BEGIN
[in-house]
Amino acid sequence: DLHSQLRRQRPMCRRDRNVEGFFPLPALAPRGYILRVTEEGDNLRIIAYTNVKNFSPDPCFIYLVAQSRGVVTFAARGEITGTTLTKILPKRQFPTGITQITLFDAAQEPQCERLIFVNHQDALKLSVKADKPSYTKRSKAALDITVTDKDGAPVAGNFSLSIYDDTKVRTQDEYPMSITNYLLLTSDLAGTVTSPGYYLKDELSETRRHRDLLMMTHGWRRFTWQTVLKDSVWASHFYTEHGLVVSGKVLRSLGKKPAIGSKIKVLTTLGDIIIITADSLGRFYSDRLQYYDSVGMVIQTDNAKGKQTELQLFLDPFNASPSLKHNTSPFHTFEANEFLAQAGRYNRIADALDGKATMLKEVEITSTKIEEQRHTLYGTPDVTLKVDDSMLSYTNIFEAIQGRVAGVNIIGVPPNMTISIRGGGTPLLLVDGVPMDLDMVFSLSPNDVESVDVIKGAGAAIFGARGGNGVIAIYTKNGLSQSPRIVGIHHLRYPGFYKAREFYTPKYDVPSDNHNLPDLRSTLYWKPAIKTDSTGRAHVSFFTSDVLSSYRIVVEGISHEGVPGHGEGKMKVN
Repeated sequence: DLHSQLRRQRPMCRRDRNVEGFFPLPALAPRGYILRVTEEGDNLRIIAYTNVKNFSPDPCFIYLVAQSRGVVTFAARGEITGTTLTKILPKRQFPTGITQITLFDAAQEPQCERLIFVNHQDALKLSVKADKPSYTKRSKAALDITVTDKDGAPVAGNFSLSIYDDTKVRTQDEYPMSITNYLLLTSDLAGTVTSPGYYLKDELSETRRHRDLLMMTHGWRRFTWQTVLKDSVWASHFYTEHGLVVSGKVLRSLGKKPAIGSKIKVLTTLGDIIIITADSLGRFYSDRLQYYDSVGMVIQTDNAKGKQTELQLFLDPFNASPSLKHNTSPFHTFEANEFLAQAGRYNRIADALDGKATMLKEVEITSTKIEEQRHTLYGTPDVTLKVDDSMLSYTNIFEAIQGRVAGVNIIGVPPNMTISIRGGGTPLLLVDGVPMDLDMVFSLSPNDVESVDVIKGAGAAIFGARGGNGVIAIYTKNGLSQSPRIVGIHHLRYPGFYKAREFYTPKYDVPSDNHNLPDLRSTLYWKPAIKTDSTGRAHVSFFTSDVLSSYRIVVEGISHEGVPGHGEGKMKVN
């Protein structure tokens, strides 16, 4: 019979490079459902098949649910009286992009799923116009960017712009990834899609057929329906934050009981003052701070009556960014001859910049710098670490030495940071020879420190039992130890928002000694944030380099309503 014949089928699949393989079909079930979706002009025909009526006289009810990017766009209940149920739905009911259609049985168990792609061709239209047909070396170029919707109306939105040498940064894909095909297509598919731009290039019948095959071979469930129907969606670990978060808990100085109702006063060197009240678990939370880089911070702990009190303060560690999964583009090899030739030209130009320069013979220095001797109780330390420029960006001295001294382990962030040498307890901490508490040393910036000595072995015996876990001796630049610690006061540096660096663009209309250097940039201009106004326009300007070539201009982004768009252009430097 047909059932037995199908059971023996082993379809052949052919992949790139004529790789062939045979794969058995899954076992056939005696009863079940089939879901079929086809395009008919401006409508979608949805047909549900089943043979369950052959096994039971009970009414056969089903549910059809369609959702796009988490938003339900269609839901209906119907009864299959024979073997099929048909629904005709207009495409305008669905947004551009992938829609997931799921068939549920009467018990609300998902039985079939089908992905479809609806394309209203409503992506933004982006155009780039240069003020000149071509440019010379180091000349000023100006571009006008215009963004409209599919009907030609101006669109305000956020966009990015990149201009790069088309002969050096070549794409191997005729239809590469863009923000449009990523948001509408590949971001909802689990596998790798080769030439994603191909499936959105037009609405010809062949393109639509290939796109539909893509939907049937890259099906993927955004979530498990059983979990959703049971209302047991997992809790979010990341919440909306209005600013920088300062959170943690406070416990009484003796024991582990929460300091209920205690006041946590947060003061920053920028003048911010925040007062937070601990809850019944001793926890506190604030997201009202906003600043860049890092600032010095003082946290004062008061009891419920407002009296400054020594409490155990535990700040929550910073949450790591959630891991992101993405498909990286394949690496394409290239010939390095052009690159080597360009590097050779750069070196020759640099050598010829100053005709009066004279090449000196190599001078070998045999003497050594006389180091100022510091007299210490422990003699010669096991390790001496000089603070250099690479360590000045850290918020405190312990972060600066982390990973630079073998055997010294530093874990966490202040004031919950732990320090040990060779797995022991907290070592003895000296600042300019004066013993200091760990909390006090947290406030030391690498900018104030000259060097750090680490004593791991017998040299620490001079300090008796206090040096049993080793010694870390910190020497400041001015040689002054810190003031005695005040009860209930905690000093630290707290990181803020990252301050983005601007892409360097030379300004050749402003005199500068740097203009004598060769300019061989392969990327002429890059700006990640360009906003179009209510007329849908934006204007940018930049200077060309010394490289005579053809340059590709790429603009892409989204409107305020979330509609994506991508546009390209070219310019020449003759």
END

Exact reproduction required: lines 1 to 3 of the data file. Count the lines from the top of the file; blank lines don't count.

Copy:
[in-house]
Amino acid sequence: DLHSQLRRQRPMCRRDRNVEGFFPLPALAPRGYILRVTEEGDNLRIIAYTNVKNFSPDPCFIYLVAQSRGVVTFAARGEITGTTLTKILPKRQFPTGITQITLFDAAQEPQCERLIFVNHQDALKLSVKADKPSYTKRSKAALDITVTDKDGAPVAGNFSLSIYDDTKVRTQDEYPMSITNYLLLTSDLAGTVTSPGYYLKDELSETRRHRDLLMMTHGWRRFTWQTVLKDSVWASHFYTEHGLVVSGKVLRSLGKKPAIGSKIKVLTTLGDIIIITADSLGRFYSDRLQYYDSVGMVIQTDNAKGKQTELQLFLDPFNASPSLKHNTSPFHTFEANEFLAQAGRYNRIADALDGKATMLKEVEITSTKIEEQRHTLYGTPDVTLKVDDSMLSYTNIFEAIQGRVAGVNIIGVPPNMTISIRGGGTPLLLVDGVPMDLDMVFSLSPNDVESVDVIKGAGAAIFGARGGNGVIAIYTKNGLSQSPRIVGIHHLRYPGFYKAREFYTPKYDVPSDNHNLPDLRSTLYWKPAIKTDSTGRAHVSFFTSDVLSSYRIVVEGISHEGVPGHGEGKMKVN
Repeated sequence: DLHSQLRRQRPMCRRDRNVEGFFPLPALAPRGYILRVTEEGDNLRIIAYTNVKNFSPDPCFIYLVAQSRGVVTFAARGEITGTTLTKILPKRQFPTGITQITLFDAAQEPQCERLIFVNHQDALKLSVKADKPSYTKRSKAALDITVTDKDGAPVAGNFSLSIYDDTKVRTQDEYPMSITNYLLLTSDLAGTVTSPGYYLKDELSETRRHRDLLMMTHGWRRFTWQTVLKDSVWASHFYTEHGLVVSGKVLRSLGKKPAIGSKIKVLTTLGDIIIITADSLGRFYSDRLQYYDSVGMVIQTDNAKGKQTELQLFLDPFNASPSLKHNTSPFHTFEANEFLAQAGRYNRIADALDGKATMLKEVEITSTKIEEQRHTLYGTPDVTLKVDDSMLSYTNIFEAIQGRVAGVNIIGVPPNMTISIRGGGTPLLLVDGVPMDLDMVFSLSPNDVESVDVIKGAGAAIFGARGGNGVIAIYTKNGLSQSPRIVGIHHLRYPGFYKAREFYTPKYDVPSDNHNLPDLRSTLYWKPAIKTDSTGRAHVSFFTSDVLSSYRIVVEGISHEGVPGHGEGKMKVN